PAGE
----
Rosh Hashanah, the holiday that marks the beginning of the Jewish year, is in the Hebrew month of Tishrei, which coincides with late September and early October.
According to Jewish tradition, Rosh Hashanah commemorates the culmination of the creation of the universe and acceptance of God’s sovereignty over the world. These are also the days on which God judges people’s deeds throughout the year and decides their future for the coming year – death for the sinners, life for the pious and a repentance period until Yom Kippur for people whose status is uncertain.
The period between Rosh Hashanah and Yom Kippur is called “The Ten Days of Repentance,” during which people have the opportunity to atone for their sins.
Rosh Hashanah Traditions and Customs
Prayer – Jews attend synagogue services, and recite special prayers and liturgical songs written over the centuries. The versions of the prayers and liturgical songs vary slightly among Jewish denominations.
Selichot (special penitential prayers) – During the week prior to Rosh Hashanah, there are special Selichot prayers, requesting forgiveness and expressing remorse and repentance.
The Blowing of the Shofar (ram’s horn) – On Rosh Hashanah, 100 (or 101, depending on the ethnic tradition) shofar blasts are sounded in the synagogue, in single, triple and nine-blast groupings.
The shofar blasts are intended to symbolize God’s sovereignty over the world, to remind Jews of the giving of the commandments on Mt. Sinai, of Abraham and Isaac’s devotion to God, to arouse people to repentance and to herald the Day of Judgment and the coming of the Messiah.
Apple and honey – At the evening meal on Rosh Hashanah it is customary to eat an apple dipped in honey and other sweet foods to symbolize a sweet new year.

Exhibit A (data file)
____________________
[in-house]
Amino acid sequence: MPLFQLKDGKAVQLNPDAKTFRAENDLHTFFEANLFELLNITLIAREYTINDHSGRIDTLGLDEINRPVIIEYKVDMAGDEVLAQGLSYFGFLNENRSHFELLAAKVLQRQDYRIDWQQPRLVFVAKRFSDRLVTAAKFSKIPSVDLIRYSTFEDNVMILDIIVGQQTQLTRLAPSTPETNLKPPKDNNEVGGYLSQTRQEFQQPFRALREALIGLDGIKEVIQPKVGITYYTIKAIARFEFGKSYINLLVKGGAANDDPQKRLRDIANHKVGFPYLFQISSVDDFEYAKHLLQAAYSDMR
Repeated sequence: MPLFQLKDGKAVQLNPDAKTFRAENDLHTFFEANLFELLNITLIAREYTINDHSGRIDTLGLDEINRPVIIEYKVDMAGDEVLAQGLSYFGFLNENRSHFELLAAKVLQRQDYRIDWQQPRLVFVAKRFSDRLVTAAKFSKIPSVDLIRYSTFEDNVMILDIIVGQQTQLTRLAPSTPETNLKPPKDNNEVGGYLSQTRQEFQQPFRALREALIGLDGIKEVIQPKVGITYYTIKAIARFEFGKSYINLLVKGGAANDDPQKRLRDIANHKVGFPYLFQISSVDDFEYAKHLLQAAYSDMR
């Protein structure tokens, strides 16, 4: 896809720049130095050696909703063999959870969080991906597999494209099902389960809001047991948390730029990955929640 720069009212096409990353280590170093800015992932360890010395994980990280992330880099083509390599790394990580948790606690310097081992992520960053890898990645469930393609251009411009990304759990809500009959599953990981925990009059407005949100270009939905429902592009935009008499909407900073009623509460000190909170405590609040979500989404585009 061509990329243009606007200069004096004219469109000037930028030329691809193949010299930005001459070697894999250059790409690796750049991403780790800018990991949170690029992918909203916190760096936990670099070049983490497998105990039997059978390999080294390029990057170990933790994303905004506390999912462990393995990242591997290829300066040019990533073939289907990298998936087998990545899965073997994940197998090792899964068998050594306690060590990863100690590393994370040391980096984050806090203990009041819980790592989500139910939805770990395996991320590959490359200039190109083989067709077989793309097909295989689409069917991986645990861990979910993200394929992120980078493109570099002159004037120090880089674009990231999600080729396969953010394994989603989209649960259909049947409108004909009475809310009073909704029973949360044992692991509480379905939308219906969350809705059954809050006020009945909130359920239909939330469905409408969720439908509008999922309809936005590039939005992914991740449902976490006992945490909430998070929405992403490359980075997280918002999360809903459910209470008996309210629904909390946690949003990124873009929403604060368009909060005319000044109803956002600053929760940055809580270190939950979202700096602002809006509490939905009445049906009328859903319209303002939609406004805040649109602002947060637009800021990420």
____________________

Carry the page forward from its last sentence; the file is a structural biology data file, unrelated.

Tashlich – On Rosh Hashanah afternoon it is customary to go to a river, lakeshore or other open body of water, to symbolically cast one’s sins into the water. This year, we starting using duck feed, approved by state and local authorities, instead of bread crumbs.
New Year Greetings – It is customary for Jews to wish everyone they meet during this New Year period a “Shanah Tovah” – a good new year. A longer greeting, also used in emails, etc. is “Shanah Tovah Umetukah” – may you have a good and sweet year, “Shanah Tovah Tikatev(u)” – may you be inscribed for a good year. Another popular greeting is “G’mar Chatimah Tovah” – may you finish with a good sealing, or “G’mar Tov” – a good ending, both referring to the end of the Yom Kippur fast day, and the end of the Aseret Y’mei Tshuvah – the 10-day period of repentance.
Holiday meal – Many Jews – even if they do not go to synagogue services – have a holiday meal on the Rosh Hashanah evening, with fine wine, apple dipped in honey, round challahs and other sweet dishes. It is customary to eat pomegranate, as a symbol of a plentiful year, and the head of a fish, symbolizing the desire to keep ahead, and other symbolic foods.